I’m one of those people who believe that things are almost always simpler than we think. Too often we make things less clear as we try and describe things – we make them hard to understand with a fog of language that hides a lack of conceptual rigor and clarity. We – all – get caught in this as we try and engage the language rather than the underlying concepts.
I had lunch with a prospective client last week; she has a company that offers a SaaS component that integrates two components in enterprise HR systems.
So we sit down and I ask her to explain what she wants to do; she gives me an explanation.
She has been – abstractly – interested in ‘socializing’ her apps, and recently she’s been hearing from customers that she needs to “make them social.”
“What does that mean?” I ask.
She’s not 100% sure.
Sadly, we’re not at a restaurant with a paper tablecloth, so I grab some paper from my briefcase and with her input, sketch out a fast process map of her software. A 35,000-foot map, to be sure. Then I create clouds of the people who are using it.
“Now,” I ask, “who talks to who today?”
And we map out connectors for existing conversations.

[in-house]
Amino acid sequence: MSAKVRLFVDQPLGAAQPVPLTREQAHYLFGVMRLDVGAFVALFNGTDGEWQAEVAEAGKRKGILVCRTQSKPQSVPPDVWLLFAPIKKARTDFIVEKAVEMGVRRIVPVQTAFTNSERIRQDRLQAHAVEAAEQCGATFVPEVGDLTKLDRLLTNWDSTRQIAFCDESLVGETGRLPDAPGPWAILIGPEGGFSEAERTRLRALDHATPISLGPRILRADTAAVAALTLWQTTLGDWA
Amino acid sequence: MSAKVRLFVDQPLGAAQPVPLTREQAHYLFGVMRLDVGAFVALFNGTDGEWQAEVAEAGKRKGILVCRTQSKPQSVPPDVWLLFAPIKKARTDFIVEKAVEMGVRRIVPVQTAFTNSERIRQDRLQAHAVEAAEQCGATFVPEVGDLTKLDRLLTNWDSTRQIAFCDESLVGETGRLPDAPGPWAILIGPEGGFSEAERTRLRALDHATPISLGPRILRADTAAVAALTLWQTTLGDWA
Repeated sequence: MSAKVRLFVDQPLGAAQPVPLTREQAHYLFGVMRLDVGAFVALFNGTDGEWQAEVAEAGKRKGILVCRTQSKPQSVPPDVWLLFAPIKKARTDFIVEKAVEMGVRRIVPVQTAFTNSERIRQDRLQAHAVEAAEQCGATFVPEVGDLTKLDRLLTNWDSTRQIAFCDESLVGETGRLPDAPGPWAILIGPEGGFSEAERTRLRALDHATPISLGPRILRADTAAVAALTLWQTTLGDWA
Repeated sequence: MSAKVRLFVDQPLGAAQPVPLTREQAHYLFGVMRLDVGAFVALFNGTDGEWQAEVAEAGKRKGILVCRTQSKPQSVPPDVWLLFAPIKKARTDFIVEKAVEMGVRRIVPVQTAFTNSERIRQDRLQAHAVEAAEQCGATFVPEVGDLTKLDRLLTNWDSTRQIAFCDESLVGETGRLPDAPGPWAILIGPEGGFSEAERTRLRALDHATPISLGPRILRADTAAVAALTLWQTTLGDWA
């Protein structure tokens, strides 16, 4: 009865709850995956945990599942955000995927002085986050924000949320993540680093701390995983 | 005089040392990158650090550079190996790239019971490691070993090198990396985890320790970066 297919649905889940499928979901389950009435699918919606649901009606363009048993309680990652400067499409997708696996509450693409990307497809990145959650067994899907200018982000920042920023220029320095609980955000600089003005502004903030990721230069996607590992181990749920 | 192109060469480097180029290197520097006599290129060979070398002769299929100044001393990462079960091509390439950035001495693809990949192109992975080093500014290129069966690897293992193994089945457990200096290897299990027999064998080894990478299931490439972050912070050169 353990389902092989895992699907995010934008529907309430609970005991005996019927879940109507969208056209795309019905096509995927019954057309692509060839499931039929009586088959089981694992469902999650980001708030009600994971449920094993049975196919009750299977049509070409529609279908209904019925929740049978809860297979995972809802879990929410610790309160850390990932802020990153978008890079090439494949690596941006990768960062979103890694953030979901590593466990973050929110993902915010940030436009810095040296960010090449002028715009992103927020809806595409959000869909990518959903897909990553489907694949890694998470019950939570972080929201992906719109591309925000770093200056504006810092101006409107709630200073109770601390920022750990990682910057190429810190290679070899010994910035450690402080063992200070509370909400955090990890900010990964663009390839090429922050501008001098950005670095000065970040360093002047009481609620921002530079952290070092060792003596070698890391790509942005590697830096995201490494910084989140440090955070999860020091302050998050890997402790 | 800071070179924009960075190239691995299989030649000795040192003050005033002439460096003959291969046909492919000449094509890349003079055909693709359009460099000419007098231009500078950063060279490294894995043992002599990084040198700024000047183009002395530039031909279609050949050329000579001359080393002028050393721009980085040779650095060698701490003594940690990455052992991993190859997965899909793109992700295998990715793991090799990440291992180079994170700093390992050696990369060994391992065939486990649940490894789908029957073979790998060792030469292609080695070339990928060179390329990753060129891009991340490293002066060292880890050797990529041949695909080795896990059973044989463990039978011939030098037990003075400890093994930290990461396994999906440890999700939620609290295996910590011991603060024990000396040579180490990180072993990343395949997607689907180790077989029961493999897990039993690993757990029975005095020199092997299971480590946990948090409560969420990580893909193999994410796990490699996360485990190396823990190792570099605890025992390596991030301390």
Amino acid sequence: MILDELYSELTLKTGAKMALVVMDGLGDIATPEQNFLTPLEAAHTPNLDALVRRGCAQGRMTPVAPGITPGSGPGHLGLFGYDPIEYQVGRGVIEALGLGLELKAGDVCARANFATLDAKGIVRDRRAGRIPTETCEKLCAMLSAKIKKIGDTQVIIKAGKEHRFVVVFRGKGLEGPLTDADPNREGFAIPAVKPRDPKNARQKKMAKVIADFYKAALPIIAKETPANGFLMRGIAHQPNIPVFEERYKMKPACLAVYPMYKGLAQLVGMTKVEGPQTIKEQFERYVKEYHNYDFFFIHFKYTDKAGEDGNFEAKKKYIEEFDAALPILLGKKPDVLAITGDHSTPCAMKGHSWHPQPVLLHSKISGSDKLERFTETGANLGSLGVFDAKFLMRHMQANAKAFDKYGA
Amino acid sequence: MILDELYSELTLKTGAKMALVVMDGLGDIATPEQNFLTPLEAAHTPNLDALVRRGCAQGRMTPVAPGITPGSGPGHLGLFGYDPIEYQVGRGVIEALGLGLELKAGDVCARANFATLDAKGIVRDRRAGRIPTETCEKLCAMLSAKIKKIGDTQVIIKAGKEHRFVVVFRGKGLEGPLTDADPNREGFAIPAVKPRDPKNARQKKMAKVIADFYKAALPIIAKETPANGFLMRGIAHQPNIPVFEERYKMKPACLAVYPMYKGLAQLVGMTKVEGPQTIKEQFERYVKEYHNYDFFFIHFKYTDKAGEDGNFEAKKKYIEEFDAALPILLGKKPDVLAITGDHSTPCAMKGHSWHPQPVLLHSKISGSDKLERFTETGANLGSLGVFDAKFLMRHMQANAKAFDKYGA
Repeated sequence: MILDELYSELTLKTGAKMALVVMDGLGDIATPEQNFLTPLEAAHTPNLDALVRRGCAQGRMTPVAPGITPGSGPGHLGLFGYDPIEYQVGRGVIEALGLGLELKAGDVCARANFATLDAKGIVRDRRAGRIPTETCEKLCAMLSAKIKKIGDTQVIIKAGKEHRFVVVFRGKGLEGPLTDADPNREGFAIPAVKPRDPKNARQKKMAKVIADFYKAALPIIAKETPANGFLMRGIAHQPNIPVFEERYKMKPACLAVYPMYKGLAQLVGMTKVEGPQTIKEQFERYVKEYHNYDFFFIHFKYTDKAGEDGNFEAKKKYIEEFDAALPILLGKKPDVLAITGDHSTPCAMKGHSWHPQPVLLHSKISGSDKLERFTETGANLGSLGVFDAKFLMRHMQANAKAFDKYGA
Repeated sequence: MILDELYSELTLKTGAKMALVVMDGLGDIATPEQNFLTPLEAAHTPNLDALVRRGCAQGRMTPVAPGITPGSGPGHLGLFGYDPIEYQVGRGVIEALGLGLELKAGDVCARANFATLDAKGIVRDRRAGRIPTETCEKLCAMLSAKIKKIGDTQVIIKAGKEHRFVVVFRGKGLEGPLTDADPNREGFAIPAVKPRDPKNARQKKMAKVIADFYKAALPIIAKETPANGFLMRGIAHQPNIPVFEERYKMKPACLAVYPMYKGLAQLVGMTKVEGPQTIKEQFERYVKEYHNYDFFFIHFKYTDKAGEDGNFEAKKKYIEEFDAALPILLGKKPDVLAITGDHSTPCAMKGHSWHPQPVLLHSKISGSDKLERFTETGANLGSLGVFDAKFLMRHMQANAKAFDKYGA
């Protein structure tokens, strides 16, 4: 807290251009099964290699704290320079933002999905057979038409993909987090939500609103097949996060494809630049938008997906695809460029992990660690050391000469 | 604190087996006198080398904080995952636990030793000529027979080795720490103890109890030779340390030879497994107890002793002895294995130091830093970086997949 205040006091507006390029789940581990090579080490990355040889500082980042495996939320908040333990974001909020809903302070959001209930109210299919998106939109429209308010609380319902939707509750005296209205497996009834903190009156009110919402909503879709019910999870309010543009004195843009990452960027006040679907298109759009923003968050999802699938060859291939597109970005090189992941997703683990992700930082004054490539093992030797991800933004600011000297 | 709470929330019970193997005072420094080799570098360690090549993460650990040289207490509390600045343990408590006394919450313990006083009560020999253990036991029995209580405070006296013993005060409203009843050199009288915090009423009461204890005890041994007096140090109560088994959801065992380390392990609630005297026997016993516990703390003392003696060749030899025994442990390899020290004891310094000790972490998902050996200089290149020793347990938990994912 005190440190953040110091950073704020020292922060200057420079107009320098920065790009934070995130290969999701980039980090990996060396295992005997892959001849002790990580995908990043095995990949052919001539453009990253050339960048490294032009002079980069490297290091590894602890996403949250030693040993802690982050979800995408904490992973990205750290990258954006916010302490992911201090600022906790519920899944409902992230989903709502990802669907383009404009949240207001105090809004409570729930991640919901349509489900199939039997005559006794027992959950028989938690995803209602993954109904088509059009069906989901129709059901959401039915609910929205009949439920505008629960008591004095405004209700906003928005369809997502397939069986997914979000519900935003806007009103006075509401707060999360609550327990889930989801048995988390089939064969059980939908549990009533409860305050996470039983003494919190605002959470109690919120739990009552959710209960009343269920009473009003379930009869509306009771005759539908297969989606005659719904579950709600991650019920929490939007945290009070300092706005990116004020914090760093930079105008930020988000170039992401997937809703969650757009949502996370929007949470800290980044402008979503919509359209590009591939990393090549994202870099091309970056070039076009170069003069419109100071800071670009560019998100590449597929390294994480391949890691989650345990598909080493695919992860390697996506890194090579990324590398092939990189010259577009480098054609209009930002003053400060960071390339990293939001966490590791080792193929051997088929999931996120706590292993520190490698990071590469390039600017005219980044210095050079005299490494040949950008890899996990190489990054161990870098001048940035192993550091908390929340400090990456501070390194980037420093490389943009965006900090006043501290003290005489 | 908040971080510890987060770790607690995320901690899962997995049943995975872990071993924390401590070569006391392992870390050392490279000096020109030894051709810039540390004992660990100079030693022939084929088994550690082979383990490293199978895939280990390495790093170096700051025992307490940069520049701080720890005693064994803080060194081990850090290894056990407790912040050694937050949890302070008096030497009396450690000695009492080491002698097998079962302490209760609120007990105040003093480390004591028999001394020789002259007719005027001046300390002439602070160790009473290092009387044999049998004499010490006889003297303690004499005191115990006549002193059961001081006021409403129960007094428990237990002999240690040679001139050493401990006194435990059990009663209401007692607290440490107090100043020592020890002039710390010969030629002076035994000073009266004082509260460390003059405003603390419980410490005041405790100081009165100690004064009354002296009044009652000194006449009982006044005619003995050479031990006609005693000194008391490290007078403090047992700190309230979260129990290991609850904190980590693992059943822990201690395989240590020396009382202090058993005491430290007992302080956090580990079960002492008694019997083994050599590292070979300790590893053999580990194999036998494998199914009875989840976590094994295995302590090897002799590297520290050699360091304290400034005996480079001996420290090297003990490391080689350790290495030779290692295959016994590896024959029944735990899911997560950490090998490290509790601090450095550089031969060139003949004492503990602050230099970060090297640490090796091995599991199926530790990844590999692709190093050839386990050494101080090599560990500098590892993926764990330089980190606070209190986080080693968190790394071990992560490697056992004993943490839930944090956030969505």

“And who do you think should talk to who but doesn’t?”
“And how do people talk to you with complaints or suggestions?”
Suddenly we’ve mapped out a high-level conversation-flow and defined three or four areas where implementing conversation would add value to her product.
We haven’t nearly delivered a solution, or even a solution map – but we’ve defined the solution space.
I ask her one more question…”How would we know if we were right?”
And we agree to think about a plan to quickly survey users and participants and validate what we’ve discussed here – the first step in my engagement if it goes that far.
So just for fun – take a problem that you’ve got and map the overall ‘connectors’ of conversation that you have (often not through official channels), and that you’d like. Do they line up? Does the idea of a conversational ‘connector’ even begin to make sense?
I have two contradictory frustrations here: We don’t yet have a common language for mapping and conceptualizing conversations in the ways that we map and conceptualize dataflow (yes I know about network maps). And second, in our efforts to map and ‘guide’ conversations in ways that offer business value, we risk losing the emergent structures that are at the heart of the value of conversation.
I need to think more on both of those…